Are your Employees Assets or Liabilities?
Employees are the backbone of every company and organisation. They give structure and shape. But whatever contribution the employees make, big or small, the businesses and organisations see them as liabilities. Why as liabilities, because they have to pay for their services. Large organisations regard employees as extra costs. They have to contribute towards their provident fund and insurance schemes as well as bi-annual or annual increments. Many employers say that money just keeps going. The human resources department has to work round the clock to work for the betterment of the company. This is regarding laying out employees and recruiting new ones. The senior management team have to restructure the vision and mission of the organisation to make it look attractive. At the end of the day, the employees realise that majority of the companies and organisations work as a double-edged sword. Over the years, the concept of employees as liabilities has changed. Now, they are highly regarded as assets. Companies are spending huge amounts of money to get their employees trained and updated with the new computer software and applications. They are investing more in employees than they used to. It has resulted in profits for many organisations as it has boosted the morale and output of the employees. They are productive, efficient and well organised. Moreover, it boosts the image of the company. In turn, they gain from all sides, as they also attract more customers and clients.
Work With Employees
Organisations should work with their employees then have them work for them. There is a huge difference. Every company and every organisation should respect their employees, and in return, they will get respect. It's about giving and take. If companies are always looking for profits and making the employees work overtime without any bonuses or allowances, they are pushing them away. Employees want the best from their employers. They want to be treated like a family member and not as a servant. Employees need short breaks now and then; day offs, and holidays to get themselves together. Overwork makes them stressed and eventually it leads to depression. Employees' health is very crucial. If their health is good, they are able to put in the effort, and the give a quality output. If they are suffering, the output will suffer, and the organisation suffers also. If an employee feels that the organisation is not giving him the respect, he will become less productive and eventually leave the job. Word of such types of organisations and companies spread easily. Then it becomes tough to recruit a new employee. Instead of recruiting new employees, companies should look at ways of retaining their current employees. Employers can work with the employees by developing and upgrading their skills. This can be achieved through on-going workshops and training. Employees can be given certificates upon the completion of the training. This will make them feel honoured. Employers can provide annual increments, the best employee of the month certificate or gift vouchers to encourage and motivate the employees. They can also offer festive hampers and discounts on holiday destinations or movie passes and restaurant coupons. Organisations should:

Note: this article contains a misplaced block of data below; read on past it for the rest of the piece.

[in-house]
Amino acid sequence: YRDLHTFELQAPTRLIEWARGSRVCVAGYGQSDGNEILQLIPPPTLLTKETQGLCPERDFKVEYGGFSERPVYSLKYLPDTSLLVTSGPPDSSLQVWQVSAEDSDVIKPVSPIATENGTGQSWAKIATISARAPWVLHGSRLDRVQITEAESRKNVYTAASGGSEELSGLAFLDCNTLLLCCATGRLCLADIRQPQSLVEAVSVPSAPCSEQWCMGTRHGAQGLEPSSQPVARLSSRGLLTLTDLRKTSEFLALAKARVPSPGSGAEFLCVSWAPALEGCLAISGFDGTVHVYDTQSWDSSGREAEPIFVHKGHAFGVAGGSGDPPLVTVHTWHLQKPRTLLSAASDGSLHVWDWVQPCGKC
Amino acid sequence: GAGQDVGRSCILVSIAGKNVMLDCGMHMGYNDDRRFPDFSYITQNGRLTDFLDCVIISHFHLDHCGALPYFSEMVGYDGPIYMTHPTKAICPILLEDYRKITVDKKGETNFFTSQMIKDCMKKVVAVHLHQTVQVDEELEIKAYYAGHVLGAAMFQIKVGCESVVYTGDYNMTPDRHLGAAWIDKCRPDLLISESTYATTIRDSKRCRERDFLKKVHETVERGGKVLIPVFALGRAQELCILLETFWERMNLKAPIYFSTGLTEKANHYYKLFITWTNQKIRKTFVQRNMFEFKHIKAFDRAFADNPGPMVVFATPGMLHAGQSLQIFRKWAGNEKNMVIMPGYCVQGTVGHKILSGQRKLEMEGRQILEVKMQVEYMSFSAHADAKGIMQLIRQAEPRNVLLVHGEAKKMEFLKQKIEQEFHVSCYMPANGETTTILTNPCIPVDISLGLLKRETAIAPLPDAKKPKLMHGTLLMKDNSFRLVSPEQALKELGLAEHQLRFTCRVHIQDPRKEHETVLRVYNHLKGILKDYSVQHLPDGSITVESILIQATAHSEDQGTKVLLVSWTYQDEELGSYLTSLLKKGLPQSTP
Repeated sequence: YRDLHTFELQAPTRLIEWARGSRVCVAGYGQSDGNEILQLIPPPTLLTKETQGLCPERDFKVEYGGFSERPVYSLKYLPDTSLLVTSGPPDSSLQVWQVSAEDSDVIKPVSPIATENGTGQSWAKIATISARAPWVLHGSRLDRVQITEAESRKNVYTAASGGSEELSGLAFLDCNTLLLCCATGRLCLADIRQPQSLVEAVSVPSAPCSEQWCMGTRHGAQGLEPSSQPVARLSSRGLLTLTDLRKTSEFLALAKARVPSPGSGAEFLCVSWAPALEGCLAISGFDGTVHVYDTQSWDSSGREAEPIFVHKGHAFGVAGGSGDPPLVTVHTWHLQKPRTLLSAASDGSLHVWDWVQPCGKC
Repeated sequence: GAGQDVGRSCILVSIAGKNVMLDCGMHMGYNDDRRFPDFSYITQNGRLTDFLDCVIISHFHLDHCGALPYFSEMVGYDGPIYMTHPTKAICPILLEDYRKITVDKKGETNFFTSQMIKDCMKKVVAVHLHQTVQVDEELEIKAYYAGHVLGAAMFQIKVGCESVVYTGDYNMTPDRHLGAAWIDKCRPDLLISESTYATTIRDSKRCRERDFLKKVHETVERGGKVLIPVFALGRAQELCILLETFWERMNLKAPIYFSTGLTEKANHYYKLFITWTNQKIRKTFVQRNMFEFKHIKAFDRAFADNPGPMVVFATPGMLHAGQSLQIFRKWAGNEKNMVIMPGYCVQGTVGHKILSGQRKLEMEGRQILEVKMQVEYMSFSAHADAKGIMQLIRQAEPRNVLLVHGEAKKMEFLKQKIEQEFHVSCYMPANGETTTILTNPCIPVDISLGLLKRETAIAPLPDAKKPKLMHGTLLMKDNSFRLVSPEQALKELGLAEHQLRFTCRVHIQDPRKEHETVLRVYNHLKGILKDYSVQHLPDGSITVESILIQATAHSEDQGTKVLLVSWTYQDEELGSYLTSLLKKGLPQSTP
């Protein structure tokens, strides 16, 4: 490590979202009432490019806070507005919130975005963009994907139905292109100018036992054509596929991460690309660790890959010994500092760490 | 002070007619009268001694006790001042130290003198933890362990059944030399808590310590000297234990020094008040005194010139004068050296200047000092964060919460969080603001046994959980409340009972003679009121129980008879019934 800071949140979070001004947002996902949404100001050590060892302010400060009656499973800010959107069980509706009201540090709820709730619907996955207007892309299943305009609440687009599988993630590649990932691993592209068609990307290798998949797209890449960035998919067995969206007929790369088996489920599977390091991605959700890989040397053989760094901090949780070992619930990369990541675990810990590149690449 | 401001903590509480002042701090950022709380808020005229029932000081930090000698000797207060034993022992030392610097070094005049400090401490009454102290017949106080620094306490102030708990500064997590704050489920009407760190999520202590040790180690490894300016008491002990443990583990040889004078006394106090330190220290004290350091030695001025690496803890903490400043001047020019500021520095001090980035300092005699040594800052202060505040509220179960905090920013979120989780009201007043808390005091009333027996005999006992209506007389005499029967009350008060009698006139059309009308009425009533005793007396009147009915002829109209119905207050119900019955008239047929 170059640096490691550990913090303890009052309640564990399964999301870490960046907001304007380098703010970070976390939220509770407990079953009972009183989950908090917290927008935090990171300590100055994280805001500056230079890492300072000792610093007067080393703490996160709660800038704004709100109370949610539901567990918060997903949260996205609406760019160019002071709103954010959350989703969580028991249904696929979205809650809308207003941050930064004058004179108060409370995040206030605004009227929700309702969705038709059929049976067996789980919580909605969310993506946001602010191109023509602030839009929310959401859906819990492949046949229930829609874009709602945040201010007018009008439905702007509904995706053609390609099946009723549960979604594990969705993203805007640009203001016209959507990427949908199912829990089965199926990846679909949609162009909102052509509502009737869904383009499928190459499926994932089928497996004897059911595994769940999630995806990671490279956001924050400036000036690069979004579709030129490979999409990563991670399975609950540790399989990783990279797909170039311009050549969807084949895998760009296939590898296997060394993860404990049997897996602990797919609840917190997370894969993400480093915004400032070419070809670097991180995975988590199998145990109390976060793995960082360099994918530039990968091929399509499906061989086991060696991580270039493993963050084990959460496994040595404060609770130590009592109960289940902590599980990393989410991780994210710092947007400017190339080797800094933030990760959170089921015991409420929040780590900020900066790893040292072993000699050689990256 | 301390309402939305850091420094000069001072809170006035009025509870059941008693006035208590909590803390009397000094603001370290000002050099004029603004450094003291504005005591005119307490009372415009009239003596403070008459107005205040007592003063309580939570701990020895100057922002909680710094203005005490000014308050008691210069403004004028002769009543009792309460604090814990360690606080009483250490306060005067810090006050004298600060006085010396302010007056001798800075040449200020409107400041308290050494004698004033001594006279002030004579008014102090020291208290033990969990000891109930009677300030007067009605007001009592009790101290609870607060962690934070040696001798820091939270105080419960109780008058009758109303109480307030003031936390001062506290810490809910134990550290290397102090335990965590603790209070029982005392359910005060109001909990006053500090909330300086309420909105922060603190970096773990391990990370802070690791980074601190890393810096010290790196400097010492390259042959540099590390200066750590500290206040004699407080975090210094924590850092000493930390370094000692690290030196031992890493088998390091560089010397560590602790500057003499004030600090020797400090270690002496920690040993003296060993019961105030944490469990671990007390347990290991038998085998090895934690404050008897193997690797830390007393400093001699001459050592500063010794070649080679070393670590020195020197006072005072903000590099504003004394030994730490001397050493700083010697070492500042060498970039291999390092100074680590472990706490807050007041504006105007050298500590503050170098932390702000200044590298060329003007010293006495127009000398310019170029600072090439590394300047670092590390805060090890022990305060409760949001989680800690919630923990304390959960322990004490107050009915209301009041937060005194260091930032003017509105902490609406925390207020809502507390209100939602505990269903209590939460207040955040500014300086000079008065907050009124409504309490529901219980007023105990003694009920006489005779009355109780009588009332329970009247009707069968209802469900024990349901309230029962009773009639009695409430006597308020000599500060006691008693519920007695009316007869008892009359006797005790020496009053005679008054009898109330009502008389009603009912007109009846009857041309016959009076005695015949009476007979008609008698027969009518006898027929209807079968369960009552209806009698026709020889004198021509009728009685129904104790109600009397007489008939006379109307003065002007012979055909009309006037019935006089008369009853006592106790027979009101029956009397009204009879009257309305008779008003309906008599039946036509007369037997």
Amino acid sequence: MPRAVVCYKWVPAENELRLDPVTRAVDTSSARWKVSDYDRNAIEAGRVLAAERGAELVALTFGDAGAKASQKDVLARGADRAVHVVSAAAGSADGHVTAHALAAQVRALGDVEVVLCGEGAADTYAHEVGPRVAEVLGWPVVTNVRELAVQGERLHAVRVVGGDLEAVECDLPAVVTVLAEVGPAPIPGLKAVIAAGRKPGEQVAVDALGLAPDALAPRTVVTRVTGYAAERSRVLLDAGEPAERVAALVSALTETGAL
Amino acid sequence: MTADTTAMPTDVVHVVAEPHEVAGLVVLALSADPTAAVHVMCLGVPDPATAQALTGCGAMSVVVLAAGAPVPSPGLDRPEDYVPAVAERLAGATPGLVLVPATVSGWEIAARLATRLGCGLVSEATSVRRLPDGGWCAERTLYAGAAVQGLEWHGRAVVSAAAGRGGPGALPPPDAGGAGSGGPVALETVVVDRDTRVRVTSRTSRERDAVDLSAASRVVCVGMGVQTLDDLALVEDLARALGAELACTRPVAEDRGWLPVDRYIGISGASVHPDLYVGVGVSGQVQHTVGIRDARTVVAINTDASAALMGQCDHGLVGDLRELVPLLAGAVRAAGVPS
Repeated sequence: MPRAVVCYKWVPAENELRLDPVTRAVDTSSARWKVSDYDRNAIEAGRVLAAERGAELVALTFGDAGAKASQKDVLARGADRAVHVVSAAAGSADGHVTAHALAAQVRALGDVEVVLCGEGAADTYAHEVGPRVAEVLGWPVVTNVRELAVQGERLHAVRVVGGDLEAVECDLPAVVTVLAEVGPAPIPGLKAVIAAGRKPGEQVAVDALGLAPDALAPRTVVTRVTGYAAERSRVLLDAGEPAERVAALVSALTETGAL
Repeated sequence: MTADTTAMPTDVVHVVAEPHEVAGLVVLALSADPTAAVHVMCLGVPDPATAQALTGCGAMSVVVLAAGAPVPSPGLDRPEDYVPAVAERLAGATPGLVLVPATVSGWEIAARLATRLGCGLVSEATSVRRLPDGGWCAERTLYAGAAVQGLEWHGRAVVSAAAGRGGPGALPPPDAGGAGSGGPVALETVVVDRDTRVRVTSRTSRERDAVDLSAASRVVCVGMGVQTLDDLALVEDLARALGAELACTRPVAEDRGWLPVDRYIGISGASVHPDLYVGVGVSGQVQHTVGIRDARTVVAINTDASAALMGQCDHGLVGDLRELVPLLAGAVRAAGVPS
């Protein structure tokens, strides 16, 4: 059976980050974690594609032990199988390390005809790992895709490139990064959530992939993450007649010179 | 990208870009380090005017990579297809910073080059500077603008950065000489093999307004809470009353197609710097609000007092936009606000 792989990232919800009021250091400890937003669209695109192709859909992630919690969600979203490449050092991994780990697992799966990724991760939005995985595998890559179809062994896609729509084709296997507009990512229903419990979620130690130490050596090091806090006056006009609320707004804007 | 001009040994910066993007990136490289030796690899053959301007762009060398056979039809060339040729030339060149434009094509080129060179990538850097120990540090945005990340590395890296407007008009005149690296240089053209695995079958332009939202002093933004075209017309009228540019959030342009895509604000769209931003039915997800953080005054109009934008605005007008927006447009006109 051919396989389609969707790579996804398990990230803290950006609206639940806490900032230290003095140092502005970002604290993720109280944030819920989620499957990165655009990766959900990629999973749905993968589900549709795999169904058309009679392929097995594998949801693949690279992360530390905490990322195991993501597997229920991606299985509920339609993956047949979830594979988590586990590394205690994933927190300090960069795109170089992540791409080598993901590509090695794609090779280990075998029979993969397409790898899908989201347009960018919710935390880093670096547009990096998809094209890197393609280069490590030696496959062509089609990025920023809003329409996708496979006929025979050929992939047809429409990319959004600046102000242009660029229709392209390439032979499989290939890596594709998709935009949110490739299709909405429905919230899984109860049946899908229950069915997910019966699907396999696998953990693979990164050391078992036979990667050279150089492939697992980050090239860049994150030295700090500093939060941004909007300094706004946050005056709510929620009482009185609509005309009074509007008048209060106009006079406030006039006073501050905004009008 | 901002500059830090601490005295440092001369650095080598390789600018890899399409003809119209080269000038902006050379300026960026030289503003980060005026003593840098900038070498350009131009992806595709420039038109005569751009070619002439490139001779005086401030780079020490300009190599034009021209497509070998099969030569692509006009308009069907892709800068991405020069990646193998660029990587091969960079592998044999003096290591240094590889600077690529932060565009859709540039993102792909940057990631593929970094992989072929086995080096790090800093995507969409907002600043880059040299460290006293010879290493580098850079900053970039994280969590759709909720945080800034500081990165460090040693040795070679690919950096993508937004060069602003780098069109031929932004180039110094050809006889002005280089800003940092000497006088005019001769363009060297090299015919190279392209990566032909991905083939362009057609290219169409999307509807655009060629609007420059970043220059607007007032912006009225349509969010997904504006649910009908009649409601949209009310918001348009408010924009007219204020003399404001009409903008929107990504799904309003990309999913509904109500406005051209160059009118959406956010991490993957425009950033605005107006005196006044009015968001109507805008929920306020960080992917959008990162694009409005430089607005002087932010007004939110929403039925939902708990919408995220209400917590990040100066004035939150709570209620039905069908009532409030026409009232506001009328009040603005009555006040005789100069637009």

- Be honest with their workers. They should discuss profits and losses. They shouldn't keep the employees in the dark.
- Organization and planning. If the company is looking at expansion, it should discuss and plan with the employees. The employees should be made aware of all that is happening. The company can get inputs such as ideas from them.
- Credibility. Companies should be credible. Employees should trust the employer. In turn, the employer can enjoy productivity and quality output. Companies make huge amounts of profits when their employees believe them.
- Communication. This is very important between the employee and the employer. Employers should be ready for the good and the bad; this is the same for employees. But companies should keep in mind to use appropriate methods and words of relaying the message.
- Think from the employees' perspective. Every once in a while, employers should put themselves in the employee's shoes. By doing so, they will feel and understand the needs and wants of the employees.
- Don't threaten employees. Companies shouldn't threaten the employees with layoffs and abrupt changes. The senior managers and supervisors can give a helping hand. They should make the employees aware what the changes have in store for them.
Employees should feel happy and safe in whatever organisation or company they are working in. They should feel that they are part of a huge family.